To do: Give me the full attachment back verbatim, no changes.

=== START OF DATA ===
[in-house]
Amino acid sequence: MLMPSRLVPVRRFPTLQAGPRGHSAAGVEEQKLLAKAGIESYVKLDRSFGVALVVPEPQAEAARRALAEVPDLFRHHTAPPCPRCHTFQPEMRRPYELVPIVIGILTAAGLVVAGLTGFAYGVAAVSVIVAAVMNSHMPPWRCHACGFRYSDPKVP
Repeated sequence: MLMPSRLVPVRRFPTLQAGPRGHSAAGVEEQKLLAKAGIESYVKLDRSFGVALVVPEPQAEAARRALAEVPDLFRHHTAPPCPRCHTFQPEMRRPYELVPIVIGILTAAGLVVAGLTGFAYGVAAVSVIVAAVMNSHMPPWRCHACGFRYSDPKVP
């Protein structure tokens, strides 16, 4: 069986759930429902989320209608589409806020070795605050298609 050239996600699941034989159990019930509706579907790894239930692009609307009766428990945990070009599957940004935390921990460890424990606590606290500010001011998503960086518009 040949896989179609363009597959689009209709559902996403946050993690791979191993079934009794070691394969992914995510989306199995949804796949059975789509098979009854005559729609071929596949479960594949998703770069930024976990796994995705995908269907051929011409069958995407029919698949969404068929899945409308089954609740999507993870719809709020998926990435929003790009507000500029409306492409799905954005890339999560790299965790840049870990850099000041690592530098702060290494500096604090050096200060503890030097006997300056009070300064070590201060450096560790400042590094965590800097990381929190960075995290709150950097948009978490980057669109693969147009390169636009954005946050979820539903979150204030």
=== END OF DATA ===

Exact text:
[in-house]
Amino acid sequence: MLMPSRLVPVRRFPTLQAGPRGHSAAGVEEQKLLAKAGIESYVKLDRSFGVALVVPEPQAEAARRALAEVPDLFRHHTAPPCPRCHTFQPEMRRPYELVPIVIGILTAAGLVVAGLTGFAYGVAAVSVIVAAVMNSHMPPWRCHACGFRYSDPKVP
Repeated sequence: MLMPSRLVPVRRFPTLQAGPRGHSAAGVEEQKLLAKAGIESYVKLDRSFGVALVVPEPQAEAARRALAEVPDLFRHHTAPPCPRCHTFQPEMRRPYELVPIVIGILTAAGLVVAGLTGFAYGVAAVSVIVAAVMNSHMPPWRCHACGFRYSDPKVP
């Protein structure tokens, strides 16, 4: 069986759930429902989320209608589409806020070795605050298609 050239996600699941034989159990019930509706579907790894239930692009609307009766428990945990070009599957940004935390921990460890424990606590606290500010001011998503960086518009 040949896989179609363009597959689009209709559902996403946050993690791979191993079934009794070691394969992914995510989306199995949804796949059975789509098979009854005559729609071929596949479960594949998703770069930024976990796994995705995908269907051929011409069958995407029919698949969404068929899945409308089954609740999507993870719809709020998926990435929003790009507000500029409306492409799905954005890339999560790299965790840049870990850099000041690592530098702060290494500096604090050096200060503890030097006997300056009070300064070590201060450096560790400042590094965590800097990381929190960075995290709150950097948009978490980057669109693969147009390169636009954005946050979820539903979150204030």